Dissident group unrelated to CIA: WaPo pitches new version of N. Korea Embassy break-in
A group of 10 unidentified men stormed into the North Korean Embassy in Madrid on February 22, several days before the summit between US President Donald Trump and North Korean leader Kim Jong-un in Vietnam. According to reports in Spanish media, the attackers tied up and gagged the staff, placing hoods over their heads. They then seized documents, computers and other electronic devices before dashing away in two diplomatic vehicles they soon abandoned.
While the investigation into the bizarre, brazen, action movie-style attack has been shrouded in secrecy, some shreds of information have been leaked to the Spanish media, with Spanish outlets El Pais and El Confidencial reporting that police now believe that at least two of the attackers were connected to the CIA.
The reports were received with a grain of salt by the mainstream media, reported cautiously by most and outright rejected by some. Yahoo called the allegations "unlikely" while citing former CIA officials. The senior editor at the Diplomat, Akit Panda, came out in the CIA's defense on Twitter.
This report on an attack on North Korean diplomats in Spain is very serious, but I’d be hesitant—especially so early on—about taking at face value the attribution by Spanish authorities that this was arranged by the CIA https://t.co/z7eW967A2w— Ankit Panda (@nktpnd) March 13, 2019
Amid concerns that the reported raid by the CIA might drive a wedge between Washington and Madrid and derail the negotiations between North Korea and the US, already reportedly on the brink of collapse, the Washington Post reported on Friday that the operation was conducted by a "secretive dissident organization." The attackers supposedly have a video of the raid and can release it "anytime."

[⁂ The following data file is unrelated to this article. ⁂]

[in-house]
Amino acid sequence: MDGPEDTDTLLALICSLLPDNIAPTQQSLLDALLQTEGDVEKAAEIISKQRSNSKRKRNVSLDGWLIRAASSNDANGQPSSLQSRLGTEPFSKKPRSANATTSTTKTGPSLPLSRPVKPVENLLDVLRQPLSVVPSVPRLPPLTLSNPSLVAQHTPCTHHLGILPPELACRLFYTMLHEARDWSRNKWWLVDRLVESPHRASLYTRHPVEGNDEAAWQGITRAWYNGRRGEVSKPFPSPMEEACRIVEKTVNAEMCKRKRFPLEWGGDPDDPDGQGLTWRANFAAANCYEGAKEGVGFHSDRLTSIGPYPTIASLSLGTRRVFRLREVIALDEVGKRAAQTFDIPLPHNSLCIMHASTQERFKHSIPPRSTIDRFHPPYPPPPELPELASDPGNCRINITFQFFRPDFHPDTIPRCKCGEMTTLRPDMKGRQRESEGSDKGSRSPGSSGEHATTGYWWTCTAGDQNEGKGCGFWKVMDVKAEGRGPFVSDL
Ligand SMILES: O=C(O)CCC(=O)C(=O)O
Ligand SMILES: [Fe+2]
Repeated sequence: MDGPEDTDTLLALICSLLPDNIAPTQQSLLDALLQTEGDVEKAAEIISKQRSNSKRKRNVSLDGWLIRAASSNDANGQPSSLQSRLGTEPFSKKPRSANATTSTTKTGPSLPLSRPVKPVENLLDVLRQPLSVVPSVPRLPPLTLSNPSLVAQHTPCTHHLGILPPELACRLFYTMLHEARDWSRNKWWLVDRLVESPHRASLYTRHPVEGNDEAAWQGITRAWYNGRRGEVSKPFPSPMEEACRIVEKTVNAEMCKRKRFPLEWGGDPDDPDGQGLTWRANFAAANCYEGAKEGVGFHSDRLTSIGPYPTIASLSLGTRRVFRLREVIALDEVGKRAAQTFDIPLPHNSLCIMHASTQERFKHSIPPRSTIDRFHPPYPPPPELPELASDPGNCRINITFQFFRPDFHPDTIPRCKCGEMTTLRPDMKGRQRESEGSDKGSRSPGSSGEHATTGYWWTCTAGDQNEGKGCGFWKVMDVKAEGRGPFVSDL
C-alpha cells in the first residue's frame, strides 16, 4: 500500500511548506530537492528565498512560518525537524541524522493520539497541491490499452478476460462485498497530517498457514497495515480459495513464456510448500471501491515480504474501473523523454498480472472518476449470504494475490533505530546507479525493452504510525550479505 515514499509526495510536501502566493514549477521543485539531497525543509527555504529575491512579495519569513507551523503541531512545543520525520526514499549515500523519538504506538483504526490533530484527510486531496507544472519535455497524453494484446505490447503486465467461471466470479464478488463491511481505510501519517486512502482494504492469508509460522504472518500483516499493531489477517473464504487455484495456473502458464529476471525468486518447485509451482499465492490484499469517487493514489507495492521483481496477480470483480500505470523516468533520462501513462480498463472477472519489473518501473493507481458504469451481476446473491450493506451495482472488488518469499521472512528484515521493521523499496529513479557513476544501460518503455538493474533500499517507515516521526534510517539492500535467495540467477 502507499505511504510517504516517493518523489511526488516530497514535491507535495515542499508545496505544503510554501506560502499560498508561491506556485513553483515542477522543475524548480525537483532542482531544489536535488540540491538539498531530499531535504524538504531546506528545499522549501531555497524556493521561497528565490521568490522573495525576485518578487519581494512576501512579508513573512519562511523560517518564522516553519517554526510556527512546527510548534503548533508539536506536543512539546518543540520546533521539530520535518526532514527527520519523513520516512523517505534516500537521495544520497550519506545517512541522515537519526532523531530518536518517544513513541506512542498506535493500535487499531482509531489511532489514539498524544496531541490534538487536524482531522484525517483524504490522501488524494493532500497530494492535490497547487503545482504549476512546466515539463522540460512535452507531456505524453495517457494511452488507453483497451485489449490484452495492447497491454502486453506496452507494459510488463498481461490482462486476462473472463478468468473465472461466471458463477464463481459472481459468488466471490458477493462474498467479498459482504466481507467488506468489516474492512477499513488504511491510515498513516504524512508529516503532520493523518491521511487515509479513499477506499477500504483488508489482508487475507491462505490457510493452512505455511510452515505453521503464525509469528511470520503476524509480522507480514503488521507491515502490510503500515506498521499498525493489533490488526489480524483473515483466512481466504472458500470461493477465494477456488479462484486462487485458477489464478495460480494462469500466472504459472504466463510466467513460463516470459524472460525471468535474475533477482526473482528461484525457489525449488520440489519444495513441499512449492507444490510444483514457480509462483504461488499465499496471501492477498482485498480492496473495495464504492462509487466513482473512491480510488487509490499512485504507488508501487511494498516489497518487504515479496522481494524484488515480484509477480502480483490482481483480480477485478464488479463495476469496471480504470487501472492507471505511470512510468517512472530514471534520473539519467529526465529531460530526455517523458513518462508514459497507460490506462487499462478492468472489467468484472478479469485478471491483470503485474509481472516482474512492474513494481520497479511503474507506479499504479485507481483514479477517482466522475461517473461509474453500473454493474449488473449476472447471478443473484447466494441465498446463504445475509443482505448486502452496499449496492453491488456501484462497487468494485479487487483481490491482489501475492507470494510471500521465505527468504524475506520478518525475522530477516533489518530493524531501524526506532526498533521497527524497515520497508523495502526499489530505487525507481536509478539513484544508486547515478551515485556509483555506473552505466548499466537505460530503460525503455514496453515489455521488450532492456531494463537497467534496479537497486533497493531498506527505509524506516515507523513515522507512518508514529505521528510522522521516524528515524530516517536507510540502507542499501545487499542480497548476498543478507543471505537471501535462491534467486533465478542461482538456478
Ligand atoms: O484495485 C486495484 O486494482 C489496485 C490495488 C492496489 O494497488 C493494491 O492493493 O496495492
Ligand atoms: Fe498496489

The organization, Cheollima Civil Defense, did not claim responsibility for the incident, despite being open about its less high-profile stunts, such as defacing the North Korean Embassy in Kuala Lumpur on Monday. The Post cited people "familiar with the planning and execution of the mission" in its report, supported by opinions of several experts, including former CIA analyst Sue Mi Terry.
"This is not something the CIA would undertake," she said.Also on rt.com CIA may be behind February attack on North Korean embassy in Spain – reports
The Washington Post gives no explanation as to why the group, also known as 'Free Joseon' decided to fight Kim by attacking the embassy in Madrid and keeping mum about it. The group, though obscure, is not one to hide its intentions, having recently published a manifesto calling on North Koreans to rise up against Pyongyang.
The group also reportedly arranged the evacuation of Kim's nephew and the son of his killed half-brother Kim Jong-nam from Macau in 2017. At the time, the group worked in coordination with the US, Chinese, and Dutch governments, it told the Wall Street Journal.
Shortly after the Washington Post's scoop came out, Washington Examiner columnist Tom Rogan heaped scorn on El Pais for reporting the alleged CIA link in the first place – and blamed Russia.
"Perhaps the Russians told them [El Pais] the CIA was involved," Rogan wrote, providing no evidence apart from calling El Pais an "anti-American newspaper."
However, the Washington Post is now also taking some heat on Twitter for being CIA-apologists.
great piece by b. Thanks to WaPo we now have a new champion in "caping for the CIA on the Madrid raid" fecklessness sweepstakes https://t.co/icNQhFLUWk— chinahand (@chinahand) March 15, 2019
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